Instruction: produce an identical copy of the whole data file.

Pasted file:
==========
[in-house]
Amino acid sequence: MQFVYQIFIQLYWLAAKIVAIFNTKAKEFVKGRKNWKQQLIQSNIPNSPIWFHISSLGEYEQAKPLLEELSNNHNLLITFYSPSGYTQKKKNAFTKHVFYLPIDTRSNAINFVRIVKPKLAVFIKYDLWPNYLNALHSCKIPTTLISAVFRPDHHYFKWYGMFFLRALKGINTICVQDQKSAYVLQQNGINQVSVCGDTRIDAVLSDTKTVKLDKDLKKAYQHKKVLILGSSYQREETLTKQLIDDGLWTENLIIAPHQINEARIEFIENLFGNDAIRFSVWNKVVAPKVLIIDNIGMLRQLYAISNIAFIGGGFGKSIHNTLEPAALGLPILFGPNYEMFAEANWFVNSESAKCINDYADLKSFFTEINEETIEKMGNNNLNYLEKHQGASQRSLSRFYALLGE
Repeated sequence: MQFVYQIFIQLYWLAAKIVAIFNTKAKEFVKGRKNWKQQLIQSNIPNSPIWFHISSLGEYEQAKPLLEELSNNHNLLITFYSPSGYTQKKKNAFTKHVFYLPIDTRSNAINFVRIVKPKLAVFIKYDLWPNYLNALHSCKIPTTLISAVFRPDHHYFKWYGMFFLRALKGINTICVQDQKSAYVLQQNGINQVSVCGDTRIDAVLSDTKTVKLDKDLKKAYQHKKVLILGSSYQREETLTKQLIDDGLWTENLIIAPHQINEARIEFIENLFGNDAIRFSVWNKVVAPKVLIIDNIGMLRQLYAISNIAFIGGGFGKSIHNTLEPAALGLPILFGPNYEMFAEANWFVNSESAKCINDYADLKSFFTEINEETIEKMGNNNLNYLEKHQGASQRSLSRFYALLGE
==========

[in-house]
Amino acid sequence: MQFVYQIFIQLYWLAAKIVAIFNTKAKEFVKGRKNWKQQLIQSNIPNSPIWFHISSLGEYEQAKPLLEELSNNHNLLITFYSPSGYTQKKKNAFTKHVFYLPIDTRSNAINFVRIVKPKLAVFIKYDLWPNYLNALHSCKIPTTLISAVFRPDHHYFKWYGMFFLRALKGINTICVQDQKSAYVLQQNGINQVSVCGDTRIDAVLSDTKTVKLDKDLKKAYQHKKVLILGSSYQREETLTKQLIDDGLWTENLIIAPHQINEARIEFIENLFGNDAIRFSVWNKVVAPKVLIIDNIGMLRQLYAISNIAFIGGGFGKSIHNTLEPAALGLPILFGPNYEMFAEANWFVNSESAKCINDYADLKSFFTEINEETIEKMGNNNLNYLEKHQGASQRSLSRFYALLGE
Repeated sequence: MQFVYQIFIQLYWLAAKIVAIFNTKAKEFVKGRKNWKQQLIQSNIPNSPIWFHISSLGEYEQAKPLLEELSNNHNLLITFYSPSGYTQKKKNAFTKHVFYLPIDTRSNAINFVRIVKPKLAVFIKYDLWPNYLNALHSCKIPTTLISAVFRPDHHYFKWYGMFFLRALKGINTICVQDQKSAYVLQQNGINQVSVCGDTRIDAVLSDTKTVKLDKDLKKAYQHKKVLILGSSYQREETLTKQLIDDGLWTENLIIAPHQINEARIEFIENLFGNDAIRFSVWNKVVAPKVLIIDNIGMLRQLYAISNIAFIGGGFGKSIHNTLEPAALGLPILFGPNYEMFAEANWFVNSESAKCINDYADLKSFFTEINEETIEKMGNNNLNYLEKHQGASQRSLSRFYALLGE